Justin Lange

Get Up and Go!

An app to help you get out the door in the morning


Persuasive Design

A mobile app for mobile phones (currently a native app for Android) that helps even the "morning-challenged" leave quickly, orderly, without stress or forgetting things. It's smart: take too long showering, and you'll be prompted to cook more quickly. Take too much time, and your next task will change from 'eating' to 'take your food to go'. Finally, the app uploads your data to a google spreadsheet as well as displays your current day's and previous day's results so you can see how you're doing!

Since most mornings follow a set routine, I figured that linearly following a desecrate order of tasks in a fullscreen app might minimize my distractions that and keep me on track. In essence, I wanted to create an app that would treat the my brain like a kindergartner’s — no complex interface, no complex incentives to parse, just one task at a time, followed by the next. I divided my morning into nine essential steps: making the bed, dressing, showering, preparing food, eating, cleaning up, packing my bag, final checks, and walking out.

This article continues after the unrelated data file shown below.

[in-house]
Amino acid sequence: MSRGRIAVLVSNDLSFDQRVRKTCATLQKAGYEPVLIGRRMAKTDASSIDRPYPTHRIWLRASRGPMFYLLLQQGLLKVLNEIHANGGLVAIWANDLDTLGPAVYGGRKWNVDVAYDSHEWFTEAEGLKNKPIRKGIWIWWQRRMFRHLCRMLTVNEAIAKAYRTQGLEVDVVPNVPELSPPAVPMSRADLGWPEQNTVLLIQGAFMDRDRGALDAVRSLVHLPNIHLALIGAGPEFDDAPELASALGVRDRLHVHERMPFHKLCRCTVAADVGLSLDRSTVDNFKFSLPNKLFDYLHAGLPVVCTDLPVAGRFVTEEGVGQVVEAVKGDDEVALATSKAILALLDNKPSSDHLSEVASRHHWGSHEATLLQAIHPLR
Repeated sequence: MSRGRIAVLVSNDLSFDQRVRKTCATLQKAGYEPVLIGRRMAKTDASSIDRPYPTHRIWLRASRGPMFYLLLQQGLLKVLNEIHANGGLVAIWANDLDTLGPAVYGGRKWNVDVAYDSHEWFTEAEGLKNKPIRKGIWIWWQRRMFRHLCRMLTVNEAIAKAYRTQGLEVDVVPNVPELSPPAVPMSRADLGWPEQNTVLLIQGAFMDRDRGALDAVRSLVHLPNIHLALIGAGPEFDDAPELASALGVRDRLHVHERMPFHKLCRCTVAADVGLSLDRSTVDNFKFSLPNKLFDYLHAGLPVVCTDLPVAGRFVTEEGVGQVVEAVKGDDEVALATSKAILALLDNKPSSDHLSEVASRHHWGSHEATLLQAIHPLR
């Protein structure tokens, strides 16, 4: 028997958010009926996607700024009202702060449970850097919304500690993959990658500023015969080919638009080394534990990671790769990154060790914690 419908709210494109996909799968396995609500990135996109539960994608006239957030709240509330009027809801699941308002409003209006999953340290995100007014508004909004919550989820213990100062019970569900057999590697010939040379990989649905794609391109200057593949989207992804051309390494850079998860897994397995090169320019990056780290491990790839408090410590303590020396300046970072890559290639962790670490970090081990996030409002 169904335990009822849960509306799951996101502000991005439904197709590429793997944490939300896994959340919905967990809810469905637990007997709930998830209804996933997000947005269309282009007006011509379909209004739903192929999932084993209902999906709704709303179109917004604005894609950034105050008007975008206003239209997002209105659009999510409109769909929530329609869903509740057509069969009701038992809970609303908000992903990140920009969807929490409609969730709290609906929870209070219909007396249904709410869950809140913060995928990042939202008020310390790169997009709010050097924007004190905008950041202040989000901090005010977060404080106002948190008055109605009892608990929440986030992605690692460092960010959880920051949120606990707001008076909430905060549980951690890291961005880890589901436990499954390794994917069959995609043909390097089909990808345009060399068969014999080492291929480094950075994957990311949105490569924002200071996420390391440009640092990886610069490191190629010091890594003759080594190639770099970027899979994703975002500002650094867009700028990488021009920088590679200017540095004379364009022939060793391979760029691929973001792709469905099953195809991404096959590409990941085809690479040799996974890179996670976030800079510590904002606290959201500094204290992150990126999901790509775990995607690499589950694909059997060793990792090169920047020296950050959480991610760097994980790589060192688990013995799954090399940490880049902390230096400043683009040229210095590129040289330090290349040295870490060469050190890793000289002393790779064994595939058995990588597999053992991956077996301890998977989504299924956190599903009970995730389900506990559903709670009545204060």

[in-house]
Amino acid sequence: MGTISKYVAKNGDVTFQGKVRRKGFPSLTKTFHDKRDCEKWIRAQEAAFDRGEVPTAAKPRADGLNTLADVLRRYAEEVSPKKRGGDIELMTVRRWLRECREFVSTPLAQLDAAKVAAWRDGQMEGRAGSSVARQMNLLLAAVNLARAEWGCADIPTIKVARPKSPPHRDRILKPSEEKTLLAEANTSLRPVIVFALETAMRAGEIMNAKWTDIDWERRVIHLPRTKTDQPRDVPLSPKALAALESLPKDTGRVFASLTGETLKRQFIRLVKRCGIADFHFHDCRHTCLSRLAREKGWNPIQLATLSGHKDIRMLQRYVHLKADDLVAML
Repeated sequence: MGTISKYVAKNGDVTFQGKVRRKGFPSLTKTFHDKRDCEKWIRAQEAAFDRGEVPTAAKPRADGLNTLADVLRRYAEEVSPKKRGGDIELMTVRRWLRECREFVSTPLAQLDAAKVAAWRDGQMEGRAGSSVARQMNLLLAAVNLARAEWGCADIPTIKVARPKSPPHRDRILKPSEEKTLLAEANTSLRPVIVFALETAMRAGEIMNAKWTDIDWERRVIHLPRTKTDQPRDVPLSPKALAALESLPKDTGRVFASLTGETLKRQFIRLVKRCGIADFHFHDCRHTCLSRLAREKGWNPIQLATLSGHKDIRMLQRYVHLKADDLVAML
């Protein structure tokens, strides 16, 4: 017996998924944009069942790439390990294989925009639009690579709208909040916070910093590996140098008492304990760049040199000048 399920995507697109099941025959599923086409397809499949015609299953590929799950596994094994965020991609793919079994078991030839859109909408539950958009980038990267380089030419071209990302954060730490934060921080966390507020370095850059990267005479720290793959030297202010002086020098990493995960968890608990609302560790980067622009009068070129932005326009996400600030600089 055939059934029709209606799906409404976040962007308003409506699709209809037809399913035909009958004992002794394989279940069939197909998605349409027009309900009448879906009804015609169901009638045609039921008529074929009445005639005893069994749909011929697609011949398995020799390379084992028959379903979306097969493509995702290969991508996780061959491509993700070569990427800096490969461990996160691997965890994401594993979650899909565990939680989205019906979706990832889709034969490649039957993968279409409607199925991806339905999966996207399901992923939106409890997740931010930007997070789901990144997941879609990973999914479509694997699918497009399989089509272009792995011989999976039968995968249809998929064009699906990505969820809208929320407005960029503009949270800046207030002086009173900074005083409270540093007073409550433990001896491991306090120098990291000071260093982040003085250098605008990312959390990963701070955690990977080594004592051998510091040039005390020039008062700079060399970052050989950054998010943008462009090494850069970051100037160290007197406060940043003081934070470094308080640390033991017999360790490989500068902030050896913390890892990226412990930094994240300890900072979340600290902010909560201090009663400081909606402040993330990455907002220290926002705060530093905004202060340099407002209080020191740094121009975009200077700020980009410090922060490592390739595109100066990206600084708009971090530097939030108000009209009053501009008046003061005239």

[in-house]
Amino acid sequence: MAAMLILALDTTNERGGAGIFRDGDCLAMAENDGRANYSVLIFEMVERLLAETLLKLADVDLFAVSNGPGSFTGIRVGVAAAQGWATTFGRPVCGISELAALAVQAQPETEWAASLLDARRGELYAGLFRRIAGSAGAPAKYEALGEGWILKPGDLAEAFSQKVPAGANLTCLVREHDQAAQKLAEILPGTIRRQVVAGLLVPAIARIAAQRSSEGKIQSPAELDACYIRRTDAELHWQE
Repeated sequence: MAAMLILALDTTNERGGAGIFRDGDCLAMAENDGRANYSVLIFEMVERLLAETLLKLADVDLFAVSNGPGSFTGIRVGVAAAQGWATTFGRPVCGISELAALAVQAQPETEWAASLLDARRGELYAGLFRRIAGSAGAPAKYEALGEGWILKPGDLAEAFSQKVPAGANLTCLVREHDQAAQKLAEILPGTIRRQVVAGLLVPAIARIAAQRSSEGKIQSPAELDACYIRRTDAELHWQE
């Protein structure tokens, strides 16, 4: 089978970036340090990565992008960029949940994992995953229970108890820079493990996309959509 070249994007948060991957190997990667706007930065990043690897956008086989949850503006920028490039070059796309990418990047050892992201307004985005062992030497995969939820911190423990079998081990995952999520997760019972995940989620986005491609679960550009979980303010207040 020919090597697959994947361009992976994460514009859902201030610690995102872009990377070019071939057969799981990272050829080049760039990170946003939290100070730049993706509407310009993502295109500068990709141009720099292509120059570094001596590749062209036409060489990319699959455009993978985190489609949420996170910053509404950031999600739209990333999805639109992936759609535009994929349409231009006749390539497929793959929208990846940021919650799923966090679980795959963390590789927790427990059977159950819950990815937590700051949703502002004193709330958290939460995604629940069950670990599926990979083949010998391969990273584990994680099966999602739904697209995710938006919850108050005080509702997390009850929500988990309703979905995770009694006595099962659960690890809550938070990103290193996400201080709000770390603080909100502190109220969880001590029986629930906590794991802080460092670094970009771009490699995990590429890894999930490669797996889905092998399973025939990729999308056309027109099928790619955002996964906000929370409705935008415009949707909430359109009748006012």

I deliberately drew simple, playful images, inspired by the work of Children’s Book author Roald Dahl. A morning app, I reasoned, needs to be inviting, soft, and friendly. An app can’t argue with a groggy morning brain. It needs to caress, encourage, nudge — and, unlike the user’s tendency — stay focused.

On the backend, the app keeps track of how much time you’re taking on a particular task, and adjusts the time it allots you for subsequent tasks depending on how you’re doing.

Recovering night owls, Adult-ADHD sufferers, distractible geniuses and children of all ages.

User Scenario
For the show, I would create a simple 'time knob' that would allow a user to change the speed at which time is traveling (in the land of the app) so that they can see, in just a minute's time, how their morning might work!